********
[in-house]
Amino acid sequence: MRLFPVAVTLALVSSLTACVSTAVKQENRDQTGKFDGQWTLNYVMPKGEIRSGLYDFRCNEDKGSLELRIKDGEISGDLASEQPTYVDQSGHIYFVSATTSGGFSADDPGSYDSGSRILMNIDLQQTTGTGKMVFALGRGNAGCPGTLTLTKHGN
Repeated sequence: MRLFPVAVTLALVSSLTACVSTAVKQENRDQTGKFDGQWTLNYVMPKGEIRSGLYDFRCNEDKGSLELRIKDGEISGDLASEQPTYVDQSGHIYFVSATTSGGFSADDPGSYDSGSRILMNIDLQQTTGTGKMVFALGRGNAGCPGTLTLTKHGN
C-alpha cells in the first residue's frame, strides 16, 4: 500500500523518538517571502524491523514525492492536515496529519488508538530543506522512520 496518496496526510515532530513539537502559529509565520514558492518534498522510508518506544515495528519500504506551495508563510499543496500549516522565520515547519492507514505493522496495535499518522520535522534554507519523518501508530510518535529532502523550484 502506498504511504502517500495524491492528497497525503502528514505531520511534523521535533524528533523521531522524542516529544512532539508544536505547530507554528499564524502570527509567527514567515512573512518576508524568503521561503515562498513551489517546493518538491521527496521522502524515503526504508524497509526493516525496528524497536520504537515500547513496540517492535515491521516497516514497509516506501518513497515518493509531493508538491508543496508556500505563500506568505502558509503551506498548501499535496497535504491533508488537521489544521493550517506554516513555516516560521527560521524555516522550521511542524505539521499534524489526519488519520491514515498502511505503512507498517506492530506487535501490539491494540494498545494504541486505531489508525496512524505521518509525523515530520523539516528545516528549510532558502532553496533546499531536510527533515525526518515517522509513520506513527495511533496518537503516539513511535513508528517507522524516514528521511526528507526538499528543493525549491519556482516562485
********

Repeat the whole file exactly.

[in-house]
Amino acid sequence: MRLFPVAVTLALVSSLTACVSTAVKQENRDQTGKFDGQWTLNYVMPKGEIRSGLYDFRCNEDKGSLELRIKDGEISGDLASEQPTYVDQSGHIYFVSATTSGGFSADDPGSYDSGSRILMNIDLQQTTGTGKMVFALGRGNAGCPGTLTLTKHGN
Repeated sequence: MRLFPVAVTLALVSSLTACVSTAVKQENRDQTGKFDGQWTLNYVMPKGEIRSGLYDFRCNEDKGSLELRIKDGEISGDLASEQPTYVDQSGHIYFVSATTSGGFSADDPGSYDSGSRILMNIDLQQTTGTGKMVFALGRGNAGCPGTLTLTKHGN
C-alpha cells in the first residue's frame, strides 16, 4: 500500500523518538517571502524491523514525492492536515496529519488508538530543506522512520 496518496496526510515532530513539537502559529509565520514558492518534498522510508518506544515495528519500504506551495508563510499543496500549516522565520515547519492507514505493522496495535499518522520535522534554507519523518501508530510518535529532502523550484 502506498504511504502517500495524491492528497497525503502528514505531520511534523521535533524528533523521531522524542516529544512532539508544536505547530507554528499564524502570527509567527514567515512573512518576508524568503521561503515562498513551489517546493518538491521527496521522502524515503526504508524497509526493516525496528524497536520504537515500547513496540517492535515491521516497516514497509516506501518513497515518493509531493508538491508543496508556500505563500506568505502558509503551506498548501499535496497535504491533508488537521489544521493550517506554516513555516516560521527560521524555516522550521511542524505539521499534524489526519488519520491514515498502511505503512507498517506492530506487535501490539491494540494498545494504541486505531489508525496512524505521518509525523515530520523539516528545516528549510532558502532553496533546499531536510527533515525526518515517522509513520506513527495511533496518537503516539513511535513508528517507522524516514528521511526528507526538499528543493525549491519556482516562485